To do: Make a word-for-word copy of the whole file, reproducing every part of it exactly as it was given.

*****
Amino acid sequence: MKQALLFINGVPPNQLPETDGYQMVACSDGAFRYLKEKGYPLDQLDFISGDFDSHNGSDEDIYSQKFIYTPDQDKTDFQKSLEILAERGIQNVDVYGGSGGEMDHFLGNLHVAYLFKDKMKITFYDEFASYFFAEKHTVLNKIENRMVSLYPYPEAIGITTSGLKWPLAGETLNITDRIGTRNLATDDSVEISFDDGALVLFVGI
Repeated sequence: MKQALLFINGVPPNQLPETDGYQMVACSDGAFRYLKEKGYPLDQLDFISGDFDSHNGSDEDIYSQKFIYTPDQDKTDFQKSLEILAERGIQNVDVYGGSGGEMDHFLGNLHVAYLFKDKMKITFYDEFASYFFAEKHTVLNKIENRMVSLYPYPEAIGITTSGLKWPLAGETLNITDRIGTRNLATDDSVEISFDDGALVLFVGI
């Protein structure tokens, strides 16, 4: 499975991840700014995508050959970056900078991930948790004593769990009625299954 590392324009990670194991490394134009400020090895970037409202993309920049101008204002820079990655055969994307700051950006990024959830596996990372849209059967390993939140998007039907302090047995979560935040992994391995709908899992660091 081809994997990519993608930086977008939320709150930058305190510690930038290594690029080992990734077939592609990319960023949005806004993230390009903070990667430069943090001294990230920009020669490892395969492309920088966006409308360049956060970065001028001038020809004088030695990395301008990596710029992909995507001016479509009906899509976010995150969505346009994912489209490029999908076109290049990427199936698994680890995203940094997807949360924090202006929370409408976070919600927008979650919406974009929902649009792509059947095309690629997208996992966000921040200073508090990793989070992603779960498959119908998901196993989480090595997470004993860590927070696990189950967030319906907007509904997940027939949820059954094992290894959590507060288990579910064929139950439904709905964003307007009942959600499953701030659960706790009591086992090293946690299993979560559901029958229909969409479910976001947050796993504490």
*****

Amino acid sequence: MKQALLFINGVPPNQLPETDGYQMVACSDGAFRYLKEKGYPLDQLDFISGDFDSHNGSDEDIYSQKFIYTPDQDKTDFQKSLEILAERGIQNVDVYGGSGGEMDHFLGNLHVAYLFKDKMKITFYDEFASYFFAEKHTVLNKIENRMVSLYPYPEAIGITTSGLKWPLAGETLNITDRIGTRNLATDDSVEISFDDGALVLFVGI
Repeated sequence: MKQALLFINGVPPNQLPETDGYQMVACSDGAFRYLKEKGYPLDQLDFISGDFDSHNGSDEDIYSQKFIYTPDQDKTDFQKSLEILAERGIQNVDVYGGSGGEMDHFLGNLHVAYLFKDKMKITFYDEFASYFFAEKHTVLNKIENRMVSLYPYPEAIGITTSGLKWPLAGETLNITDRIGTRNLATDDSVEISFDDGALVLFVGI
């Protein structure tokens, strides 16, 4: 499975991840700014995508050959970056900078991930948790004593769990009625299954 590392324009990670194991490394134009400020090895970037409202993309920049101008204002820079990655055969994307700051950006990024959830596996990372849209059967390993939140998007039907302090047995979560935040992994391995709908899992660091 081809994997990519993608930086977008939320709150930058305190510690930038290594690029080992990734077939592609990319960023949005806004993230390009903070990667430069943090001294990230920009020669490892395969492309920088966006409308360049956060970065001028001038020809004088030695990395301008990596710029992909995507001016479509009906899509976010995150969505346009994912489209490029999908076109290049990427199936698994680890995203940094997807949360924090202006929370409408976070919600927008979650919406974009929902649009792509059947095309690629997208996992966000921040200073508090990793989070992603779960498959119908998901196993989480090595997470004993860590927070696990189950967030319906907007509904997940027939949820059954094992290894959590507060288990579910064929139950439904709905964003307007009942959600499953701030659960706790009591086992090293946690299993979560559901029958229909969409479910976001947050796993504490």